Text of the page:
Ruthless

School is done. Well... almost. I'm finishing my last glorious class this summer and then I'll be done. I gotta say, I'm pretty excited. However, now that I'm finishing school I feel as though I'm entering a early twenties crisis. Something has to change or I think I'm going to freak out. Recently, I stumbled across the blog of Stapleton Kearns who says, "Pity the tyro landscape painter, fresh from still life class or naively clutching a promising photograph who tries to compete with a designer who will ruthlessly use his values just as he pleases, rather than respecting the capricious arrangements of styleless nature." This quote echoes a conviction I have experienced recently; that is to become a bolder artist and person. I do not only want to become ruthless artist, but I want to live ruthlessly. I don't mean that I want to cruel or inconsiderate to the people in my life. I want to be eager to try something new, to take risks and be willing to fail miserably, knowing that I'll learn on the way. In this vein, I'm beginning the journey of re-forging my portfolio so that new opportunities may present themselves. Over the next weeks and months I will be sharing the successes and failures of my journey as I hone my craft.

To start things off and because I wouldn't feel right posting without at least one picture, here is a speed paint of Jaime Lannister I did last week:

 

JaimieLannister

 

Maltair Turnaround in Unity

After months of using pretty much all of my free time on this project I've finally finished my character called "Maltair!" Here is a turntable of him, captured out of the Unity engine. I used the Unity engine as a learning experience to see how much I could pull off with something that is kind of considered an "indy" tool. I wanted to familiarize myself with the engine and see how pretty I could make a character look. At some point I may take him into Marmoset or Unreal, but I want to show what I pulled off in Unity. Modelsheets, wireframes, etc... coming soon. (When I have time)

 

 

Poetic Art

It's incredible to me how much my life has changed in such a short amount of time. At the beginning of last summer I had never seriously tackled digital painting before and now I have at least a "rudimentary" understanding of how to paint.  If I had seen then what I can do now I would have been satisfied, nay, ecstatic with my ability as a digital painter. However, looking at my work now I see how very un-matured it is.  It seems the more I learn, the less I know.  The more experience I gain the more I realize I have only discovered the tip of the iceberg. When I first started painting I had difficultly coming up with exercises for me to practice and now I have hundreds of studies that I'd love to do, and the time to do only a few.  I want to further my understanding of various materials and how light effects them.  I want to continue deepening my knowledge of human anatomy and form.  I want to do some cloth studies.  I want to learn more about using color theory effectively in my paintings. I want to learn to draw more dynamic figures.  I want to think more creatively about composition.  I want to think more creatively in general and tell more effective stories through my art.  It's easy for a visual artist like myself to get caught up in the production of art and to lose the essence of why I'm creating.  When you're getting paid to produce art it is easy to let the creative spark stagnate and simply make whatever it is your art director or client is asking for.  But I don't want to become apathetic, I want to continue to grow not only in my technical ability but also as a poetic artist.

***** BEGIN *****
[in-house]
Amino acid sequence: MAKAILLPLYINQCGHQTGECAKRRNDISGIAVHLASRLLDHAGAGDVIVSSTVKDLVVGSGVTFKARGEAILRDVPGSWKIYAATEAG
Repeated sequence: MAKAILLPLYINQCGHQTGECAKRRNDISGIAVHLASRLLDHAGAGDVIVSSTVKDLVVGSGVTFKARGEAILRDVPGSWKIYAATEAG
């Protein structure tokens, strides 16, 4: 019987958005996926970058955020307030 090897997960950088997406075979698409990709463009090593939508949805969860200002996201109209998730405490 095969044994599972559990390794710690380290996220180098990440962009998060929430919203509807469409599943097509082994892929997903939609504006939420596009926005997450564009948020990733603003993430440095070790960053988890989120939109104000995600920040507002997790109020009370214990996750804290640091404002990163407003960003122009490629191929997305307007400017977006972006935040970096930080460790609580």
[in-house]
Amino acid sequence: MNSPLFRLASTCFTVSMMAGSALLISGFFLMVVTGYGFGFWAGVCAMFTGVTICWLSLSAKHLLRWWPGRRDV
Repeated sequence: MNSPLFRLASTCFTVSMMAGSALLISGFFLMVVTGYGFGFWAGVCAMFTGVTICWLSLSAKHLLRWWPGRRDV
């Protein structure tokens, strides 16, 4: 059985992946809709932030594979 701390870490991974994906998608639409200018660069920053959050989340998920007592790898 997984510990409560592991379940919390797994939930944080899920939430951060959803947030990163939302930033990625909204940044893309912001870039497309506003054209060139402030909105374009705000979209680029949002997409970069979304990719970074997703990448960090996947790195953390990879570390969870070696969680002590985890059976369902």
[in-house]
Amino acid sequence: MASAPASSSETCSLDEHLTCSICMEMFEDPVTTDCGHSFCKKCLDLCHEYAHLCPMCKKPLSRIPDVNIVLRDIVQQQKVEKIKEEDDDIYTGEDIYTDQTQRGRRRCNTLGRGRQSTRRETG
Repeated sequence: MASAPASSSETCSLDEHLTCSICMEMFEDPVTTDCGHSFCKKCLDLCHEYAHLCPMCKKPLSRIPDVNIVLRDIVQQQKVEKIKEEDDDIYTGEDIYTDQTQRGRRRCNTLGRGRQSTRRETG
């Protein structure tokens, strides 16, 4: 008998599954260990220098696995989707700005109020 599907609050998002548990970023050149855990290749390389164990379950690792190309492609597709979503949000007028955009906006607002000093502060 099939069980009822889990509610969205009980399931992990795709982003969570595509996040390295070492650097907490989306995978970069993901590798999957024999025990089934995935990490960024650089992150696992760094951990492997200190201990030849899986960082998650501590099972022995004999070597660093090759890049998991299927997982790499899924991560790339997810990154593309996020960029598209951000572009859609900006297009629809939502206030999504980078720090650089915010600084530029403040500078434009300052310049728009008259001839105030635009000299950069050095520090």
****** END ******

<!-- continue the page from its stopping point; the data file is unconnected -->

I've always been a bit of a dreamer but these days I feel like I'm losing that part of myself and becoming someone else.  I want to hold on to those dreams, those crazy ideas and concepts, the stories that get me pumped up and excited to draw or paint or sculpt.  To me epics (that is those timeless tales that have a depth and richness to them that transcend our understanding) are inextricably bound to art.  You can't separate them.  It is the relationship between epics and art that fascinates me.  That's my drive for doing what I do.

Well, this is an art blog, so here are a couple life drawing sketches I did last week. I was experimenting with using the conte sticks to make broad strokes and am pretty happy with the results so far.  I'm really rather excited to see what I can do with this technique in another month or two when I've had more time to practice.